Lisa Bailey & Susan Holt,
Dave & Suzanne Bair,
Jim & Holly Cantrell,
Pam & Sam Hess,
Ben & Sandra Ingram,
Stephen & Mary Liz Ingram
David & Phyllis Klock,
Warren & Valerie Nash
Ralph & Sally Yeilding,
Deborah Baker & Amelia Hart,
Mikah Hudson & Brian Bellenger
Carolyn Davis, Sybil Watson,
Annie Skinner, LaVone Warren,
Laurie Akin, and Lisa Donnell.
Guide: Brian (Baruch) Kvasnica
Carolyn Davis, Sybil Watson,
Annie Skinner, LaVone Warren,
Laurie Akin, and Lisa Donnell.Guide: Brian (Baruch) Kvasnica
Guide: Brian (Baruch) Kvasnica with Jerusalem Biblical Studies Society www.jbss.org.
Click here to view the itinerary.
Day One & Two
June 16 & June 17, 2014
Today marks day one of our Reformation Trip. We left Canterbury this morning in high spirits, excited to begin our trip. After meeting and getting to know those on the trip unfamiliar to me, I learned I am not the only one who has not been to Europe before. I am excited that this will be my first experience, and I know the others feel the same way. Even those who have been to Europe before have not necessarily seen what we will be doing these next 10 days, and I am excited that this will be a new experience for us all.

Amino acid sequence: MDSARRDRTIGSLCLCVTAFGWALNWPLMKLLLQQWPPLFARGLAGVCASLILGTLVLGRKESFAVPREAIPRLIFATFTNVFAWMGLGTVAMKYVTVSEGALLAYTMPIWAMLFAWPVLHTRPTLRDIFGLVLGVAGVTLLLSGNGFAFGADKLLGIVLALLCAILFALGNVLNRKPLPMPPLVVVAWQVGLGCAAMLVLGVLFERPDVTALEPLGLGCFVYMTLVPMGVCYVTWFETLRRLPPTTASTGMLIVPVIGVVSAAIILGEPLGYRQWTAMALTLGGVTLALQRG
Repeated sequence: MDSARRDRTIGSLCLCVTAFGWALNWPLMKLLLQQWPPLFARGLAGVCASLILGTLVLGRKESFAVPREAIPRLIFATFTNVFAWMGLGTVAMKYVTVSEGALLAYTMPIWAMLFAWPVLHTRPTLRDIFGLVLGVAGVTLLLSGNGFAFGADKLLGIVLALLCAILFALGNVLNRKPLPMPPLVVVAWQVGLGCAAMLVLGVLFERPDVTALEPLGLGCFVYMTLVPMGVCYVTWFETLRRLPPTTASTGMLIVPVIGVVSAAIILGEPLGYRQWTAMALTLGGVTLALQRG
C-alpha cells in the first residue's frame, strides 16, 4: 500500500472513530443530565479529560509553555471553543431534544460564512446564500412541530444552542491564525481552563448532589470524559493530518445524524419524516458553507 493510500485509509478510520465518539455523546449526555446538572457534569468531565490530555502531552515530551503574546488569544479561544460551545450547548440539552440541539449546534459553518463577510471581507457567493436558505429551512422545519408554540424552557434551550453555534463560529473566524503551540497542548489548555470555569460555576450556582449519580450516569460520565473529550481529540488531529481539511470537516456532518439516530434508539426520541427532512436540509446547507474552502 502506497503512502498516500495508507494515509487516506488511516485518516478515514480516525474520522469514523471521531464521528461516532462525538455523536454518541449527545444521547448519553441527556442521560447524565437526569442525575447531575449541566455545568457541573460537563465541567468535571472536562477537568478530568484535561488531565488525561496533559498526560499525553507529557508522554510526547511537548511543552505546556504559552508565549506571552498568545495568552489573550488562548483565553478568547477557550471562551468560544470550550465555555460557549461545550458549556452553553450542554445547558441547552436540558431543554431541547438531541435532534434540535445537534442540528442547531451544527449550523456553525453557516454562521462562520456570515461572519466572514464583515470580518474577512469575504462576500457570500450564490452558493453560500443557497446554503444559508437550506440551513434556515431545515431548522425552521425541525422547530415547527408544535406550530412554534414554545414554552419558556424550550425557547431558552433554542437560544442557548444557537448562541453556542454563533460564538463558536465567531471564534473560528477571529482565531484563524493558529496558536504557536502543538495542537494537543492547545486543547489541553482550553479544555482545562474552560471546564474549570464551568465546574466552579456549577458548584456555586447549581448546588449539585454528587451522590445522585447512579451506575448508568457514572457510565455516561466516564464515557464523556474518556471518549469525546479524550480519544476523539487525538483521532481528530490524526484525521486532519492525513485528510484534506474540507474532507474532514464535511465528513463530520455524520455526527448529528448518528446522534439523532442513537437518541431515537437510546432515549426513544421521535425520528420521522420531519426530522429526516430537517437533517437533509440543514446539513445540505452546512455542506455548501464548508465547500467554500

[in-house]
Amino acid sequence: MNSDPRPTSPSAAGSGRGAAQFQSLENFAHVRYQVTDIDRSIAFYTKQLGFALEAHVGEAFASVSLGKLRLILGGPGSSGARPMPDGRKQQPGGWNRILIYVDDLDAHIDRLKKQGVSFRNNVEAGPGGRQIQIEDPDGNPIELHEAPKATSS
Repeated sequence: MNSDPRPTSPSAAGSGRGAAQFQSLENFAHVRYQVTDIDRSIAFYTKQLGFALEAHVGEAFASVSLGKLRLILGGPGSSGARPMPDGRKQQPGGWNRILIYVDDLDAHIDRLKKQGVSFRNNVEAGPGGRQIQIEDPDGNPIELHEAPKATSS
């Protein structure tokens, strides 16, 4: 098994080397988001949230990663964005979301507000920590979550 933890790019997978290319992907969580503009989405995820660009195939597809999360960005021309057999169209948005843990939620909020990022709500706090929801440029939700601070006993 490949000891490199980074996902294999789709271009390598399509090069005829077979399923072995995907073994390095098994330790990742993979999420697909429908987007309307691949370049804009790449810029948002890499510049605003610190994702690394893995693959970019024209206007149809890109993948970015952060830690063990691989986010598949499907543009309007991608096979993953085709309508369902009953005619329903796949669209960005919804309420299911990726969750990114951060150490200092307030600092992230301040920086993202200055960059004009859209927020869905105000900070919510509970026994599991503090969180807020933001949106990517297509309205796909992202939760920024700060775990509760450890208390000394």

The flight from Atlanta to Frankfurt was extremely long and fatiguing. I think most people agreed with me when I said that I don't really remember sleeping or reading on the plane, but that it was just one big hazy memory. We departed around 4:30 pm eastern time and landed at 7:50 am Frankfurt time (about 1 am eastern). However, once we were off the plane and had met up with Brian, or tour guide, I think we all ignored how tired we were, excited to finally be in Germany.
Immediately after we landed, we boarded a bright pink coach bus that took us to Mainz to visit the Gutenberg Press museum. There we were shown how Martin Luther was able to print Bibles using the machine instead of by hand. Although the machine wasn't the original, the replica was able to print a page just like the original would, and I thought it was really neat to see in person. We also got to see some of the products of the real Gutenberg Press,, including those of Martin Luther. They were beautiful. I find the use of gold leaf incredible, and was pleased to see that many pages had been decorated with beautiful golds and reds.
After our stop in Mainz, we headed to Eisenach to visit Wartburg Castle and eat lunch. On our way, Brian provided us with a delicious German breakfast: bread, and an assortment of cheeses, fruit, eggs, yogurt, and two chocolate and sprinkle covered marshmallow of sorts. It was definitely one of my more interesting breakfasts!